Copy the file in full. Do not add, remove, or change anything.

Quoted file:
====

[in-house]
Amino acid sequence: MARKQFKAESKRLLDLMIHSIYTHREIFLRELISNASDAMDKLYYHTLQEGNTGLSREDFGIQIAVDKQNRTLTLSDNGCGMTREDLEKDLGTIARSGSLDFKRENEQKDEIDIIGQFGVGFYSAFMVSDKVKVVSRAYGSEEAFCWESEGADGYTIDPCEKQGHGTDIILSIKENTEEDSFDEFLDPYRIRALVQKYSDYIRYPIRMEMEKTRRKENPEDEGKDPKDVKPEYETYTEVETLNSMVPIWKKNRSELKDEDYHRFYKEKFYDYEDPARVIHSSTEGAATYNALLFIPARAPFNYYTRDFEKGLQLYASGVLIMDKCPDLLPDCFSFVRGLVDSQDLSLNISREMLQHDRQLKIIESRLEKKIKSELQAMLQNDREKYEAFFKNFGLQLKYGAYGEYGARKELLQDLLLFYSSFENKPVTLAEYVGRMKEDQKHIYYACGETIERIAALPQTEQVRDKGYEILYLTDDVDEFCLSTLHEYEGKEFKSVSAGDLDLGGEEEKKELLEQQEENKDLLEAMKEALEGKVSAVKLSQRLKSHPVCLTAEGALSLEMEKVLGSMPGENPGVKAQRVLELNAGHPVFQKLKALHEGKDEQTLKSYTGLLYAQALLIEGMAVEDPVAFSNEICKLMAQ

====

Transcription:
[in-house]
Amino acid sequence: MARKQFKAESKRLLDLMIHSIYTHREIFLRELISNASDAMDKLYYHTLQEGNTGLSREDFGIQIAVDKQNRTLTLSDNGCGMTREDLEKDLGTIARSGSLDFKRENEQKDEIDIIGQFGVGFYSAFMVSDKVKVVSRAYGSEEAFCWESEGADGYTIDPCEKQGHGTDIILSIKENTEEDSFDEFLDPYRIRALVQKYSDYIRYPIRMEMEKTRRKENPEDEGKDPKDVKPEYETYTEVETLNSMVPIWKKNRSELKDEDYHRFYKEKFYDYEDPARVIHSSTEGAATYNALLFIPARAPFNYYTRDFEKGLQLYASGVLIMDKCPDLLPDCFSFVRGLVDSQDLSLNISREMLQHDRQLKIIESRLEKKIKSELQAMLQNDREKYEAFFKNFGLQLKYGAYGEYGARKELLQDLLLFYSSFENKPVTLAEYVGRMKEDQKHIYYACGETIERIAALPQTEQVRDKGYEILYLTDDVDEFCLSTLHEYEGKEFKSVSAGDLDLGGEEEKKELLEQQEENKDLLEAMKEALEGKVSAVKLSQRLKSHPVCLTAEGALSLEMEKVLGSMPGENPGVKAQRVLELNAGHPVFQKLKALHEGKDEQTLKSYTGLLYAQALLIEGMAVEDPVAFSNEICKLMAQ